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My goal is pretty simple. I've a SetInterface<T>:

public interface SetInterface<T>
{   
    public T duplicateSet();
}

I then also have an ExerciseInterface <T extends SetInterface<?>>

public interface ExerciseInterface <T extends SetInterface<?>>
{   
    public T getSet(int pos);
    public void addSet(T set);
}

Everything works great up to this point.

The problem comes where I try to create a Generic Collection containing different classes which all implement the ExerciseInterface.

I am fairly new to Generics and I keep thinking I have solved something but all I am doing is pushing the error about.

The problem is pretty much summed by my addA() and addB() methods

public class Workout {  

    private String name;
    private List <? extends ExerciseInterface<SetInterface<?>>> exerciseList;

// Constructor
public Workout(String name) 
{
    this.name = name;
    exerciseList = new ArrayList<ExerciseInterface<SetInterface<?>>>();
}   

public String getName() {
        return name;
    }

public void setName(String name) {
        this.name = name;
    }

public void addExerciseA(ExerciseInterface<SetInterface<?>> exercise {
        exerciseList.add(exercise);
    }

public <T extends ExerciseInterface<SetInterface<?>>> void addExerciseB(T  exercise {
        exerciseList.add(exercise);
    }

public ExerciseInterface<SetInterface<?>> getExercise(int pos) {
        return exerciseList.get(pos);
    }
}

The first add() gives the following error..

The method add(capture#2-of ? extends ExerciseInterface<SetInterface<?>>) in the type List<capture#2-of ? extends ExerciseInterface<SetInterface<?>>> is not applicable for the arguments (ExerciseInterface<SetInterface<?>>)

The second add() gives this error..

The method add(capture#2-of ? extends ExerciseInterface<SetInterface<?>>) in the type List<capture#2-of ? extends ExerciseInterface<SetInterface<?>>> is not applicable for the arguments (ExerciseInterface<SetInterface<?>>)

Just to reiterate, I have a SetInterface that different types of Sets implement.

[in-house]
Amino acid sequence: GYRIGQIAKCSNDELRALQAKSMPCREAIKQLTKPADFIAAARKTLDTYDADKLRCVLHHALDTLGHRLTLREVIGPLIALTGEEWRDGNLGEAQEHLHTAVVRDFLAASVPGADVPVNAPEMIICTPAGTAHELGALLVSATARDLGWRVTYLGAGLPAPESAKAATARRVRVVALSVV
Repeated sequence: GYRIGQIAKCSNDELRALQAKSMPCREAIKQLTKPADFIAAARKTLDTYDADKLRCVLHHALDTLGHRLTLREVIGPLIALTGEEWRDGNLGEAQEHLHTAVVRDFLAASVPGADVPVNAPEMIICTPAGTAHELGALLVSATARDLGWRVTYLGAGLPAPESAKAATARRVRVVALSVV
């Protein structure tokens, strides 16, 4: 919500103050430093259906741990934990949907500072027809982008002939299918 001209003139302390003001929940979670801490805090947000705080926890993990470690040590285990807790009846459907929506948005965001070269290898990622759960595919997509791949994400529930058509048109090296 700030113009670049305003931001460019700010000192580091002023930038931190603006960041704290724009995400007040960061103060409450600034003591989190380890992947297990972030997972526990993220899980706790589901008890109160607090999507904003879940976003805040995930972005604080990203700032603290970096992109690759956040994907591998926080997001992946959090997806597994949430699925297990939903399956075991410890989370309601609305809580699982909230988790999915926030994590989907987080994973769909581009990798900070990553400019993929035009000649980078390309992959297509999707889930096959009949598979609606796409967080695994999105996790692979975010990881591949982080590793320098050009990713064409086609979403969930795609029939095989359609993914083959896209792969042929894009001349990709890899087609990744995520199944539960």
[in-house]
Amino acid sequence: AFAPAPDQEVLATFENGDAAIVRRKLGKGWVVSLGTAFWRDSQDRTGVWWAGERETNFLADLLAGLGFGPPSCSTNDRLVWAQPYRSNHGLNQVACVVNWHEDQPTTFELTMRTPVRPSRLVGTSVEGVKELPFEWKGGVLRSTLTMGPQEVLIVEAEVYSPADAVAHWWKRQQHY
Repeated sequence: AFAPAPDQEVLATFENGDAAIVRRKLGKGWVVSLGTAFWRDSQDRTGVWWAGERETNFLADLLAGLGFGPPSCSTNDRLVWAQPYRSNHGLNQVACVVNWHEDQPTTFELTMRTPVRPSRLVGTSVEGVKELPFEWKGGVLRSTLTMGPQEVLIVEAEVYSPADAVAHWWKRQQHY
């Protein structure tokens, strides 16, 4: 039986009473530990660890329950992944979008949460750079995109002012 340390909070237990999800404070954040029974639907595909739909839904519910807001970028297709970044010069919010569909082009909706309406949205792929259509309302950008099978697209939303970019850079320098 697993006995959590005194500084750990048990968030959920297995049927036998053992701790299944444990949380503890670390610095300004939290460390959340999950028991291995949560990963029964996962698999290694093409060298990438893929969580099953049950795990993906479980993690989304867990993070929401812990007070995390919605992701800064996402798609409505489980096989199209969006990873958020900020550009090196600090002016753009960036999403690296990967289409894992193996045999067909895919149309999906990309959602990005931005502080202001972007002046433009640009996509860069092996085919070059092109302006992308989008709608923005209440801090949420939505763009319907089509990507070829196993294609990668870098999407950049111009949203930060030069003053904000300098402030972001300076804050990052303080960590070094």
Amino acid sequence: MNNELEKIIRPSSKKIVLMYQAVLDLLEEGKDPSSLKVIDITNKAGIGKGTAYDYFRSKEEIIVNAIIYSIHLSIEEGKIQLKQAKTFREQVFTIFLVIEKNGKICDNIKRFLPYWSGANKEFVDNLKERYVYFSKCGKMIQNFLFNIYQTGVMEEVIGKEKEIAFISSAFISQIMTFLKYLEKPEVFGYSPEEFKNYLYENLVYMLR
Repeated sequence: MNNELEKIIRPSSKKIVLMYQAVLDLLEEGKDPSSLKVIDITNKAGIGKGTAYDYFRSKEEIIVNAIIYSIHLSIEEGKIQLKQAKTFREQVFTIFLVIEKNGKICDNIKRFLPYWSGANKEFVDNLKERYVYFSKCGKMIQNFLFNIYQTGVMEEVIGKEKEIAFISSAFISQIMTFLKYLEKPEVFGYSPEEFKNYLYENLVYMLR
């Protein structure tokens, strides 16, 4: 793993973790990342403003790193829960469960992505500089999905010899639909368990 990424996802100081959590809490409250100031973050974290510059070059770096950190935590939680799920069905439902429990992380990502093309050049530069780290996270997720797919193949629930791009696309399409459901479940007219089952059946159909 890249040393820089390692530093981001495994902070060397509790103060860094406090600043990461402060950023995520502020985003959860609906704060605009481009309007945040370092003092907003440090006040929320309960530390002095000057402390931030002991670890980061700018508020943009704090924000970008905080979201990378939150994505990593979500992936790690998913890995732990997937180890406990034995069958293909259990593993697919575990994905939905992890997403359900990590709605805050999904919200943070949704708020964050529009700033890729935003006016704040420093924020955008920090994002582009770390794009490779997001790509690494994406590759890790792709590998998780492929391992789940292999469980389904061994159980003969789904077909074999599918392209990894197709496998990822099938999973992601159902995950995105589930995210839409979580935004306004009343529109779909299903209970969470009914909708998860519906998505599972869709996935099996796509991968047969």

I also have different exercises which mirror the Sets. For example:

BodyWeightExercise implements <SetInterface<BodyweightSet>>

and

WeightsExercise implements <SetInterface<WeightsSet>>

So my goal is to have a Collection of different exercises and a method that allows me to add to that collection.

Any help would be sincerely appreciated, I have lost a few hairs to this already.

Cheers.

EDIT: If this is not doable any pointers in a more feasible direction would be just appreciated.

EDIT2: I changed the List to List <ExerciseInterface<SetInterface<?>>> exerciseList; and the error on the add() methods both dissappear.

However, using this test code..

WeightsSet weightsSet = new WeightsSet();       
WeightsExercise weightsExercise = new WeightsExercise();

weightsExercise.addSet(weightsSet);

Workout workout = new Workout("Wok");
workout.addExerciseA(weightsExercise);     <-- ERROR

I am trying to add a WeightsExercise to Workout's List, but I get this error now..

Bound mismatch: The generic method addExerciseB(T) of type Workout is not applicable for the arguments (WeightsExercise). The inferred type WeightsExercise is not a valid substitute for the bounded parameter <T extends ExerciseInterface<SetInterface<?>>>

EDIT 3: Example classes extending ExerciseInterface and SetInterface (Concrete methods update in the interfaces above as well)

public class WeightsExercise implements ExerciseInterface<SetInterface<WeightsSet>>
{
@Override
public SetInterface<WeightsSet> getSet(int pos)    {return null;}

@Override
public void addSet(SetInterface<WeightsSet> set)    {}  
}

public class WeightsSet implements SetInterface<WeightsSet>
{
@Override
public WeightsSet duplicateSet()    {return null;}  
}

SOLVED: This solution seems to encompass everything correctly.

public class Workout
{   
private String name;
private List <ExerciseInterface<? extends SetInterface<?>>> exerciseList;

// Constructor
public Workout(String name)